First Data Corp. is moving deeper into the Mexican credit card market through a joint venture that will provide processing services to Mexican merchants.
It has signed a letter of intent to team up with Bancomer, Mexico's second-largest acquirer of merchant transactions. The bank serves more than 30,000 merchants, or 30% of the market.
The Hackensack, N.J.-based processing company had announced three previous deals in Mexico, which has the most advanced payment systems market in Latin America.
Earlier in the year, First Data signed processing agreements with Inverlat, Banco del Centro, and Bancomer, but none of those relationships involved merchant processing.
First Data Resources, the Omaha-based unit of First Data Corp. that is No. 1 in credit card account services for banks, will do the processing for the latest Mexican venture.
"This joint venture will create a competitive advantage by combining Bancomer's existing merchant relationships and vast distribution channels with our state-of-the-art processing services," said Aldo Tesi, president of First Data Resources.
First Data is not the only U.S. company with credit-market expertise establishing such relationships in Mexico.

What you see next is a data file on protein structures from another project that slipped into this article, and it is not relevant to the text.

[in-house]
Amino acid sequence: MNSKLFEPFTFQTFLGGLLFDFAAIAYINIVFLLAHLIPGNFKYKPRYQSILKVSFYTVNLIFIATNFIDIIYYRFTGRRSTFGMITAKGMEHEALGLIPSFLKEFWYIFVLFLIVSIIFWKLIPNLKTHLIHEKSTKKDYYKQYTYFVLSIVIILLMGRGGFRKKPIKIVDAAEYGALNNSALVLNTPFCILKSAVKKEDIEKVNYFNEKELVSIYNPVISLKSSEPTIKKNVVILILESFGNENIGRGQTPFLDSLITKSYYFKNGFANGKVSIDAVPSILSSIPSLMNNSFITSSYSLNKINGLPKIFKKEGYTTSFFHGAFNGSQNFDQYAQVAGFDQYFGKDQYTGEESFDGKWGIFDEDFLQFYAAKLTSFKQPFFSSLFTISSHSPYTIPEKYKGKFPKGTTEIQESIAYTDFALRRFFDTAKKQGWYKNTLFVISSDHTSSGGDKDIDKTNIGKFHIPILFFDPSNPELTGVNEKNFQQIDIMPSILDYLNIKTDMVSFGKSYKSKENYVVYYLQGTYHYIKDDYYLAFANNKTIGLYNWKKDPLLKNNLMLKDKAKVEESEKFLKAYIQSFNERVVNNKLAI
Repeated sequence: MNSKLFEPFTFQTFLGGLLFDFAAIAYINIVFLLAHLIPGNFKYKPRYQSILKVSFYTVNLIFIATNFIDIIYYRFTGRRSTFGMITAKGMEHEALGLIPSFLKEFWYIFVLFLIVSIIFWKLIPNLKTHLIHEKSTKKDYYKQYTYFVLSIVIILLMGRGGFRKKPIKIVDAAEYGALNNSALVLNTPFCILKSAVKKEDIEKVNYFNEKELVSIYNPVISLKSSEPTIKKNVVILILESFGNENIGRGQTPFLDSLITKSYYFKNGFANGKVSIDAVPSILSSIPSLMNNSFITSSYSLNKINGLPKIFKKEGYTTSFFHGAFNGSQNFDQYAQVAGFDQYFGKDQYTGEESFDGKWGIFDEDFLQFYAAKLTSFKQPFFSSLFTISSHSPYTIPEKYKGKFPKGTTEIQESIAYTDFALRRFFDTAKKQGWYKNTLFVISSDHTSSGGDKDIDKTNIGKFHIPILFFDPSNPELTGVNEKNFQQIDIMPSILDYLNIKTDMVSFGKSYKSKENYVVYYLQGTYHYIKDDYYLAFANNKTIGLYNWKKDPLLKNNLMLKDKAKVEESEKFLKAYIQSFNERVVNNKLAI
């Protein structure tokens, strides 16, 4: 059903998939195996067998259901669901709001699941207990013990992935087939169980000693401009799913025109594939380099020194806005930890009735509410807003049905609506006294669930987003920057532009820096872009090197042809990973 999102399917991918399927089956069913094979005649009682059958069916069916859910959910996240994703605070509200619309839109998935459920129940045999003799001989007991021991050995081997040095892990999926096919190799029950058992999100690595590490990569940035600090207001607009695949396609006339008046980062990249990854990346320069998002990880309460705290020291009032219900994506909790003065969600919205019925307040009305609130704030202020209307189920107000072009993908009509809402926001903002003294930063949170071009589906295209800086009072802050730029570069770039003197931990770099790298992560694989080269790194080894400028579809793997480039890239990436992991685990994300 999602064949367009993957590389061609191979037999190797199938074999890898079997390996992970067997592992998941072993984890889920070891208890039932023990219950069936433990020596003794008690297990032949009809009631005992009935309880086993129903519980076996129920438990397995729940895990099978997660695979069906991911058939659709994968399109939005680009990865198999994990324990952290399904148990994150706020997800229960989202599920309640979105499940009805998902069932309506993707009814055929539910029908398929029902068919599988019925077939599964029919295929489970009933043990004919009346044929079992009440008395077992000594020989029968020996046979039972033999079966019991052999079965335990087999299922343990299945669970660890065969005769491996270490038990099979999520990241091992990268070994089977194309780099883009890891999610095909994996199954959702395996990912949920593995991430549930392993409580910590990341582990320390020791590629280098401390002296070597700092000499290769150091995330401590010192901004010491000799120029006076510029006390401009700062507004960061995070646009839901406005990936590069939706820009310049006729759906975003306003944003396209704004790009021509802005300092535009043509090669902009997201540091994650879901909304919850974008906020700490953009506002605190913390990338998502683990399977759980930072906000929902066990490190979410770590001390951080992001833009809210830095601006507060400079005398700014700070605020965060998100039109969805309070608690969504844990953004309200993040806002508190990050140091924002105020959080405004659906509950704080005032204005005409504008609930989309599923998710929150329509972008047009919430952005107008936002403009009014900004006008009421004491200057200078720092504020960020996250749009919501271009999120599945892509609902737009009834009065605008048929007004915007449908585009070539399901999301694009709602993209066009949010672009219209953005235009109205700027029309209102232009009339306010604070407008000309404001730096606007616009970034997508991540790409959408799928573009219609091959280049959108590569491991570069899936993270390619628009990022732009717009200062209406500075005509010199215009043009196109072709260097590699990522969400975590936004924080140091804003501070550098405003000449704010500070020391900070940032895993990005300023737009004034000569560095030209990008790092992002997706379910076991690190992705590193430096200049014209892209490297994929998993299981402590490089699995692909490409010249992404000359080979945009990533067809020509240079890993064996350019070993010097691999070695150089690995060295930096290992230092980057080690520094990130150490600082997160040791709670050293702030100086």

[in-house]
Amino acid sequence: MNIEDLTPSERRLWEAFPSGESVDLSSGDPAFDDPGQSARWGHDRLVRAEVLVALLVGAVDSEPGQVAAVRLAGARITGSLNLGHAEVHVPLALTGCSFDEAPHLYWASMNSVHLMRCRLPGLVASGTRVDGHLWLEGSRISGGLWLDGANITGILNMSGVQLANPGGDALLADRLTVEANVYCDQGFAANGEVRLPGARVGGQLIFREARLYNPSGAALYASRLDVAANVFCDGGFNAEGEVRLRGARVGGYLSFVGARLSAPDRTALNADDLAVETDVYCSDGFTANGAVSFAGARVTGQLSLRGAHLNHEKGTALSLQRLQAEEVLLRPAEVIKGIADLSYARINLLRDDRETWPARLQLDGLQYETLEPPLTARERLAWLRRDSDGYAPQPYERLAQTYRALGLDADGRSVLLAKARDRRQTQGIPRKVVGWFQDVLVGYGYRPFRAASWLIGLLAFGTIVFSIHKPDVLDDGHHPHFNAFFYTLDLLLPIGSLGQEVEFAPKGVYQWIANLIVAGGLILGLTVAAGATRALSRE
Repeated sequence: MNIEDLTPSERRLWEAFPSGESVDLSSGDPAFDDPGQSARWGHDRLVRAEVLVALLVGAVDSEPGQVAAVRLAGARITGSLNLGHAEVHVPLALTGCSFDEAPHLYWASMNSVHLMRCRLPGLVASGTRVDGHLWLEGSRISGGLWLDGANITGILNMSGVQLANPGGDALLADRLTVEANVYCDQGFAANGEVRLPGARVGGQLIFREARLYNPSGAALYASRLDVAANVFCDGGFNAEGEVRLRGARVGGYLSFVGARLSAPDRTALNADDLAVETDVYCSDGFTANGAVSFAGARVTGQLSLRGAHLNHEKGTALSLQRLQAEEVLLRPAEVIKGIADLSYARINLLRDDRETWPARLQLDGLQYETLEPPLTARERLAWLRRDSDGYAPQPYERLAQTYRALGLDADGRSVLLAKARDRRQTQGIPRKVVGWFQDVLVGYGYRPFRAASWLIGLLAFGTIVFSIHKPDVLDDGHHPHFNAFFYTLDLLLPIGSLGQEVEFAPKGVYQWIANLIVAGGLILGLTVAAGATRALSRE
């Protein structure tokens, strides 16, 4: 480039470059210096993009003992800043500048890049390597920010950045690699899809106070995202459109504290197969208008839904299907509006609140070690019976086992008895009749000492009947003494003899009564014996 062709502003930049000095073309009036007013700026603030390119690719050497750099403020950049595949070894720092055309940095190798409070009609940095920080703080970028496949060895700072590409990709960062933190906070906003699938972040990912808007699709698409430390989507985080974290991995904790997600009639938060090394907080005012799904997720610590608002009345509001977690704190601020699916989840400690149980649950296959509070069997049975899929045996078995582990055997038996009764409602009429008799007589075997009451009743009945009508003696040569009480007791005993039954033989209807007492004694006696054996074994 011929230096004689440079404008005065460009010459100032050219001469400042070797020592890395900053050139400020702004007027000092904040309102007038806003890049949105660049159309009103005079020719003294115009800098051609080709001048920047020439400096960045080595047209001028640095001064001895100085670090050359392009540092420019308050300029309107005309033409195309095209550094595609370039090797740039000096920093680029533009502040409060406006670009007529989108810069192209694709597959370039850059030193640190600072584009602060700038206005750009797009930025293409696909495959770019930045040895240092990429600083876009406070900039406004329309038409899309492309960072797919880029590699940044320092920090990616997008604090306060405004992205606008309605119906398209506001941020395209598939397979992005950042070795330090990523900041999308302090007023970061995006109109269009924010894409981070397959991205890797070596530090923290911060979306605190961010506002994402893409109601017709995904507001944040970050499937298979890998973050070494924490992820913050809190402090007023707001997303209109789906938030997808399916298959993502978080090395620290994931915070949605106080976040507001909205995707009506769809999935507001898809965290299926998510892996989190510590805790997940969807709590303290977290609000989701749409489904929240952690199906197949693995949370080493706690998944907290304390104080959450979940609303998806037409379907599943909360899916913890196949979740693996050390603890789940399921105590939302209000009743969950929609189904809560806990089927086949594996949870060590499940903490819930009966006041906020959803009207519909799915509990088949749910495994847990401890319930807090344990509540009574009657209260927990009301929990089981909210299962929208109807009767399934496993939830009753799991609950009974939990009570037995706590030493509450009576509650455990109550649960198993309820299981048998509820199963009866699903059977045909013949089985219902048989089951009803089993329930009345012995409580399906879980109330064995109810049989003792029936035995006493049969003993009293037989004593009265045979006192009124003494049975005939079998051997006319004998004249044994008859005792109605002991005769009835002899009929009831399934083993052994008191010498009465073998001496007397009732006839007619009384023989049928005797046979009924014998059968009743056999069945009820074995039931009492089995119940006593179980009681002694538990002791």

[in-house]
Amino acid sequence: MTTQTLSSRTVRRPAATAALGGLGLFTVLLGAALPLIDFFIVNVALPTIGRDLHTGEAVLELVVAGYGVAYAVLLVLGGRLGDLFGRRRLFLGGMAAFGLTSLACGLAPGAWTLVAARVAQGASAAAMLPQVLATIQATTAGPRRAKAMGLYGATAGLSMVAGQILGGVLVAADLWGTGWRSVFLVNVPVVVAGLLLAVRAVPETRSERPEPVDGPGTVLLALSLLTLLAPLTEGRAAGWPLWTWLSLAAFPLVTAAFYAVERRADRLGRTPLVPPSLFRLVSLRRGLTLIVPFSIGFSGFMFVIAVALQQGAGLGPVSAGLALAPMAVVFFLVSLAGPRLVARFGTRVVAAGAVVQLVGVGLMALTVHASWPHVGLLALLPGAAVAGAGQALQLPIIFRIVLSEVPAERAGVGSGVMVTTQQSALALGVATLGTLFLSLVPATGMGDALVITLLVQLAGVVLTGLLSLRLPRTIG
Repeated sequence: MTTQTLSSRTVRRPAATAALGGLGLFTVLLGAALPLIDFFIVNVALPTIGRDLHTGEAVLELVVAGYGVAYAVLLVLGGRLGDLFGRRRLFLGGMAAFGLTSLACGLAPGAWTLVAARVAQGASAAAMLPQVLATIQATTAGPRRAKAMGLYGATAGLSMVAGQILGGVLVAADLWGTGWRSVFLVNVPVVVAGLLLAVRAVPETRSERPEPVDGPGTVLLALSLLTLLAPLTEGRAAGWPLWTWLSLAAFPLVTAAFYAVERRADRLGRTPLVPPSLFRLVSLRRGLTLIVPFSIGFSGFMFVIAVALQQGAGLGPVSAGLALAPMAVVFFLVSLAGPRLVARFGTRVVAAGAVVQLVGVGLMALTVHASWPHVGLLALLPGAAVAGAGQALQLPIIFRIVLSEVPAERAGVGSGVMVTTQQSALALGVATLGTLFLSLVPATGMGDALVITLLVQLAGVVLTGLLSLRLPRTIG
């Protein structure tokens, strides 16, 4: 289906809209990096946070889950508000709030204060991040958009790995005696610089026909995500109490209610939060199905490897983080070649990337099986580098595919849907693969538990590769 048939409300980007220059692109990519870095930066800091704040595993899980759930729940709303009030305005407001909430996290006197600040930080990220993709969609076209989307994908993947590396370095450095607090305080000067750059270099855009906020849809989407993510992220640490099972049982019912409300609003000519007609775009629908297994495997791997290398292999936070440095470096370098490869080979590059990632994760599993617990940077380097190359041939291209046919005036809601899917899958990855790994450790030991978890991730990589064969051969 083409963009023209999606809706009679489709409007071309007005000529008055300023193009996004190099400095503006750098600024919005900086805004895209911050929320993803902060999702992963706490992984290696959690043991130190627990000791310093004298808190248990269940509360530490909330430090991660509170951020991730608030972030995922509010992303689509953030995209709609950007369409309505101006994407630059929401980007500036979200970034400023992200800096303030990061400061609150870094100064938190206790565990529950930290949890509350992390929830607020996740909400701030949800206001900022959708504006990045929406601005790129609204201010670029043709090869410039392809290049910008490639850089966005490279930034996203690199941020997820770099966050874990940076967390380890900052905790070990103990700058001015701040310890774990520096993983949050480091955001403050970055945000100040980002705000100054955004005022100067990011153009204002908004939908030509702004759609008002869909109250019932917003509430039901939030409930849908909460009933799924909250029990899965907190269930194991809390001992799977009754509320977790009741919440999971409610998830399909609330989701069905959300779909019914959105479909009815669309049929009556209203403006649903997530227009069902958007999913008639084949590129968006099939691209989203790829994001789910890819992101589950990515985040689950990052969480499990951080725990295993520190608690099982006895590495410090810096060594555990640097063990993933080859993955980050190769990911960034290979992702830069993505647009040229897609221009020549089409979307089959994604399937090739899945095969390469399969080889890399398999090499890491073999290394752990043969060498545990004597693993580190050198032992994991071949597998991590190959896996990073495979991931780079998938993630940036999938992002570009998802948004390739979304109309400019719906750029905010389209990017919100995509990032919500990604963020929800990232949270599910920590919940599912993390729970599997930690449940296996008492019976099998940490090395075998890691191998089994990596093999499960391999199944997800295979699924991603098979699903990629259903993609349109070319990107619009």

For example, Banc One Corp. signed an agreement in 1992 with Banamex to form a joint processing company called Processador XXI.
The company is processing some of Banamex's private-label credit card accounts.
Similarly, in late 1993, Total System Services Inc., a Columbus, Ga.-based competitor of First Data Resources, formed a joint credit card processing venture with a Mexican banking association known as Prosa.
Nabanco, the No. 1 company in merchant processing and a subsidiary of First Financial Management Corp., Atlanta, entered the first such alliance in April 1993 -- a merchant services program with Inverlat.
Stewart A.C. Stockdale, vice president-Latin America for MasterCard International, said, "By the end of 1995, all of the Mexican banks will have formed some sort of alliance or processing venture with an American bank."
Mexican institutions are looking for expertise and technology for which American banks and other companies are noted, Mr. Stockdale said.
"Most of the processing there will be done with U.S. backing," he added.